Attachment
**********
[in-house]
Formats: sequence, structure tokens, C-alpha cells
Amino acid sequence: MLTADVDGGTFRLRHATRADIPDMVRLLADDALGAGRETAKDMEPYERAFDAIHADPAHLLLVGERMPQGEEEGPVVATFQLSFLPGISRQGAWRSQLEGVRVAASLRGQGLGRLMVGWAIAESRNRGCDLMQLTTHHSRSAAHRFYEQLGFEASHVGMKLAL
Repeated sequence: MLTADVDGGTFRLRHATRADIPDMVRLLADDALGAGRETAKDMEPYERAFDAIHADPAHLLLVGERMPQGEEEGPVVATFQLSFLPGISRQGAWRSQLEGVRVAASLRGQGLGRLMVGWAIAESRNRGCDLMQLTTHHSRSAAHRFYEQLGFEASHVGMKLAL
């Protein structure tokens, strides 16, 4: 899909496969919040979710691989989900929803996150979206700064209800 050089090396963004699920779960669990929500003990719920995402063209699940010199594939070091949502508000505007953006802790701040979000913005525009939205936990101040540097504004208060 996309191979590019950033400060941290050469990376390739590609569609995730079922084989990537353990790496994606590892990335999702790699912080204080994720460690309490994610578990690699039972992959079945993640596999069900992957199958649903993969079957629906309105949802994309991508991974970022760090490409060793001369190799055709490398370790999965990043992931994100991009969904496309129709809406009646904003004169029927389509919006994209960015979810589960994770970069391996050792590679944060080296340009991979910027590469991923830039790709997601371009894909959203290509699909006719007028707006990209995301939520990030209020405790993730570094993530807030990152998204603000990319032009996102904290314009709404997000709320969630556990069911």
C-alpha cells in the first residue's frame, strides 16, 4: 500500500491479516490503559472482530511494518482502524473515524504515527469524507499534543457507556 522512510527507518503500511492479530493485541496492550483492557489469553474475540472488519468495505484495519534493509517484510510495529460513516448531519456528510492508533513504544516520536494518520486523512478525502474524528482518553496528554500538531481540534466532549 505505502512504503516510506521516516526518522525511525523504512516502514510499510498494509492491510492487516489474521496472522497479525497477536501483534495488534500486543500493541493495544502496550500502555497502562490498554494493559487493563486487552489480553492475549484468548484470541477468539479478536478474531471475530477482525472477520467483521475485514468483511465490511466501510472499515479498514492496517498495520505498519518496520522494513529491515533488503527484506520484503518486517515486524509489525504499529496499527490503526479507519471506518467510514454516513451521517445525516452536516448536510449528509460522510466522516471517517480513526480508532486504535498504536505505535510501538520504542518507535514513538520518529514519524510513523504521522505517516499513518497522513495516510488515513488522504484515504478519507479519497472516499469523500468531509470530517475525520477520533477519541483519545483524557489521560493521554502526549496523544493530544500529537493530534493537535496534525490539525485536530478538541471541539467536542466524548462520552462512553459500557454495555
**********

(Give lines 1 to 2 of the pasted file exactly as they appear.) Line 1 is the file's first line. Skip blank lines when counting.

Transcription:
[in-house]
Formats: sequence, structure tokens, C-alpha cells